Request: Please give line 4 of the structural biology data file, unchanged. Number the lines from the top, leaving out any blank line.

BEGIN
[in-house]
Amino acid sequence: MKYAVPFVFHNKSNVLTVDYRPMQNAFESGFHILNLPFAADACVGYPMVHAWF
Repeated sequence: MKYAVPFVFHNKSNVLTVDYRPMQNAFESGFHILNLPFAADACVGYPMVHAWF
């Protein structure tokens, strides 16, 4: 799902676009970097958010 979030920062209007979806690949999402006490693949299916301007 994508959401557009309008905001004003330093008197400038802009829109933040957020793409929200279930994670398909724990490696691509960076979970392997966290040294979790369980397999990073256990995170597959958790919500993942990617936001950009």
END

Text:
């Protein structure tokens, strides 16, 4: 799902676009970097958010 979030920062209007979806690949999402006490693949299916301007 994508959401557009309008905001004003330093008197400038802009829109933040957020793409929200279930994670398909724990490696691509960076979970392997966290040294979790369980397999990073256990995170597959958790919500993942990617936001950009």